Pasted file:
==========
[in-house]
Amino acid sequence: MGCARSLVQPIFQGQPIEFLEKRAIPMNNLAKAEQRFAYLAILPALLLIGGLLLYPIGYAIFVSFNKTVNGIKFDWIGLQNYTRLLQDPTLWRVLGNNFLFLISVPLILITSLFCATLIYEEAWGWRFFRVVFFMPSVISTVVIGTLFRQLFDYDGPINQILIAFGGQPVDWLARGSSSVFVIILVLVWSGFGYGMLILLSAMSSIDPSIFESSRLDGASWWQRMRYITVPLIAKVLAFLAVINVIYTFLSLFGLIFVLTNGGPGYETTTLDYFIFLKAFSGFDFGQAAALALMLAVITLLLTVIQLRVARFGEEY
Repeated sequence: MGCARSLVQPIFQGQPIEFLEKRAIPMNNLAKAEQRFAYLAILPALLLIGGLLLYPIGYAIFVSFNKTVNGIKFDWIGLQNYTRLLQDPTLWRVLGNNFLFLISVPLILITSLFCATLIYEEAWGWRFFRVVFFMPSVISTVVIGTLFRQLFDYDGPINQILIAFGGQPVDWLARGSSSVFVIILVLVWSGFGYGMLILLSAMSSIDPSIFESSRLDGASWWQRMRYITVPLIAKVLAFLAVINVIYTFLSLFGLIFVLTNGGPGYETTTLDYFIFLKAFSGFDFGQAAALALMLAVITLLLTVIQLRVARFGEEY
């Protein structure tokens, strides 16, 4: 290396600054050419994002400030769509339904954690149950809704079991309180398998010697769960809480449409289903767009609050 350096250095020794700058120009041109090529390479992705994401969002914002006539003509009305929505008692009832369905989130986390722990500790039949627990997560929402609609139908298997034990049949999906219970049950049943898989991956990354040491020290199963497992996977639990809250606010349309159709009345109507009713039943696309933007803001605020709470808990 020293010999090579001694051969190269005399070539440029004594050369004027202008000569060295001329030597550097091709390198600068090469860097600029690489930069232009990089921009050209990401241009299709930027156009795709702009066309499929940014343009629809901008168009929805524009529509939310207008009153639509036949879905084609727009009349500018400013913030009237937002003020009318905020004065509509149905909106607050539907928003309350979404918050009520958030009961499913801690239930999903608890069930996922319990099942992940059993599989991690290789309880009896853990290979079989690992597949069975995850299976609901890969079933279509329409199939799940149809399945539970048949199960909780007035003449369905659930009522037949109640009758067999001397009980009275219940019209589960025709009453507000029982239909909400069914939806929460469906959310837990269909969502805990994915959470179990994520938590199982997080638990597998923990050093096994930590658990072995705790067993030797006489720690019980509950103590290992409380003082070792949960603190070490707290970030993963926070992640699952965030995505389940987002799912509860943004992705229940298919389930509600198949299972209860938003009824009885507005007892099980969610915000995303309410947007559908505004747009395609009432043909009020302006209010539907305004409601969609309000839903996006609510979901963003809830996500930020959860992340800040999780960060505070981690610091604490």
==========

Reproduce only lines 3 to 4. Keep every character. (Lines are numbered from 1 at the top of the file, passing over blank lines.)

Repeated sequence: MGCARSLVQPIFQGQPIEFLEKRAIPMNNLAKAEQRFAYLAILPALLLIGGLLLYPIGYAIFVSFNKTVNGIKFDWIGLQNYTRLLQDPTLWRVLGNNFLFLISVPLILITSLFCATLIYEEAWGWRFFRVVFFMPSVISTVVIGTLFRQLFDYDGPINQILIAFGGQPVDWLARGSSSVFVIILVLVWSGFGYGMLILLSAMSSIDPSIFESSRLDGASWWQRMRYITVPLIAKVLAFLAVINVIYTFLSLFGLIFVLTNGGPGYETTTLDYFIFLKAFSGFDFGQAAALALMLAVITLLLTVIQLRVARFGEEY
């Protein structure tokens, strides 16, 4: 290396600054050419994002400030769509339904954690149950809704079991309180398998010697769960809480449409289903767009609050 350096250095020794700058120009041109090529390479992705994401969002914002006539003509009305929505008692009832369905989130986390722990500790039949627990997560929402609609139908298997034990049949999906219970049950049943898989991956990354040491020290199963497992996977639990809250606010349309159709009345109507009713039943696309933007803001605020709470808990 020293010999090579001694051969190269005399070539440029004594050369004027202008000569060295001329030597550097091709390198600068090469860097600029690489930069232009990089921009050209990401241009299709930027156009795709702009066309499929940014343009629809901008168009929805524009529509939310207008009153639509036949879905084609727009009349500018400013913030009237937002003020009318905020004065509509149905909106607050539907928003309350979404918050009520958030009961499913801690239930999903608890069930996922319990099942992940059993599989991690290789309880009896853990290979079989690992597949069975995850299976609901890969079933279509329409199939799940149809399945539970048949199960909780007035003449369905659930009522037949109640009758067999001397009980009275219940019209589960025709009453507000029982239909909400069914939806929460469906959310837990269909969502805990994915959470179990994520938590199982997080638990597998923990050093096994930590658990072995705790067993030797006489720690019980509950103590290992409380003082070792949960603190070490707290970030993963926070992640699952965030995505389940987002799912509860943004992705229940298919389930509600198949299972209860938003009824009885507005007892099980969610915000995303309410947007559908505004747009395609009432043909009020302006209010539907305004409601969609309000839903996006609510979901963003809830996500930020959860992340800040999780960060505070981690610091604490």